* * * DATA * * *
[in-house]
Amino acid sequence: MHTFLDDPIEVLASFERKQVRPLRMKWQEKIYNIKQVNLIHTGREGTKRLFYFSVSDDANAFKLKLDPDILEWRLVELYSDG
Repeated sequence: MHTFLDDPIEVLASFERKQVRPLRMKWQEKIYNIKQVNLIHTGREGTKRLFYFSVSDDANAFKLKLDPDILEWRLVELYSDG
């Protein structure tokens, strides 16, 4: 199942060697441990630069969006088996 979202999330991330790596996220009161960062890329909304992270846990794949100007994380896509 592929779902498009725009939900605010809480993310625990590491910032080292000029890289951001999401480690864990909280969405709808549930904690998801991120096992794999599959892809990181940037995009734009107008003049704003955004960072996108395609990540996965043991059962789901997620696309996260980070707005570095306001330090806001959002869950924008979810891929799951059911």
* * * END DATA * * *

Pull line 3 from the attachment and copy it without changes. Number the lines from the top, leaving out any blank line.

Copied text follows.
Repeated sequence: MHTFLDDPIEVLASFERKQVRPLRMKWQEKIYNIKQVNLIHTGREGTKRLFYFSVSDDANAFKLKLDPDILEWRLVELYSDG